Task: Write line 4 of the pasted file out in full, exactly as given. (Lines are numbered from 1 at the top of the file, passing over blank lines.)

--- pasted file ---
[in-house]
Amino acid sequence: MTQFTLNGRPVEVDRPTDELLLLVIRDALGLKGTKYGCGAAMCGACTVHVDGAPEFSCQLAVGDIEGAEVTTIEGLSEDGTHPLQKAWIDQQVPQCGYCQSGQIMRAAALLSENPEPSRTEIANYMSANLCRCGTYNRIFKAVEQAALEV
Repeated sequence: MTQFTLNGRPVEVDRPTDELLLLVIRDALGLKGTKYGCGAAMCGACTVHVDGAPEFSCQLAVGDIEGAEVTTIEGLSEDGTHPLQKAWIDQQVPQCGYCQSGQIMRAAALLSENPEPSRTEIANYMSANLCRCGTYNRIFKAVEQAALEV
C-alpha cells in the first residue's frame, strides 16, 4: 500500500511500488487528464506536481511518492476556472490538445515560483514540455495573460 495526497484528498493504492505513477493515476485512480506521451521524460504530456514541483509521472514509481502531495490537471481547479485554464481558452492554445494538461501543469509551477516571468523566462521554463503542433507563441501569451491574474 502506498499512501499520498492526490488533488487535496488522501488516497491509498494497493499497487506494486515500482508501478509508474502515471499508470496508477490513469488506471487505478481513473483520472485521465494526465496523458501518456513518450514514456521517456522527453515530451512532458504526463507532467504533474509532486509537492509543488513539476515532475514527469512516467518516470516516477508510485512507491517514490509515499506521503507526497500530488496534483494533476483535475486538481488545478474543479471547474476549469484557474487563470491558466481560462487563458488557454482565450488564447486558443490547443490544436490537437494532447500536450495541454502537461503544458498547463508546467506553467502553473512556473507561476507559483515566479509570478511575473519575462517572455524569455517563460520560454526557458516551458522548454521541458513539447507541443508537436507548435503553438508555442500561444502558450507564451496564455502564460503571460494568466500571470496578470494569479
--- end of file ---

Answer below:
C-alpha cells in the first residue's frame, strides 16, 4: 500500500511500488487528464506536481511518492476556472490538445515560483514540455495573460 495526497484528498493504492505513477493515476485512480506521451521524460504530456514541483509521472514509481502531495490537471481547479485554464481558452492554445494538461501543469509551477516571468523566462521554463503542433507563441501569451491574474 502506498499512501499520498492526490488533488487535496488522501488516497491509498494497493499497487506494486515500482508501478509508474502515471499508470496508477490513469488506471487505478481513473483520472485521465494526465496523458501518456513518450514514456521517456522527453515530451512532458504526463507532467504533474509532486509537492509543488513539476515532475514527469512516467518516470516516477508510485512507491517514490509515499506521503507526497500530488496534483494533476483535475486538481488545478474543479471547474476549469484557474487563470491558466481560462487563458488557454482565450488564447486558443490547443490544436490537437494532447500536450495541454502537461503544458498547463508546467506553467502553473512556473507561476507559483515566479509570478511575473519575462517572455524569455517563460520560454526557458516551458522548454521541458513539447507541443508537436507548435503553438508555442500561444502558450507564451496564455502564460503571460494568466500571470496578470494569479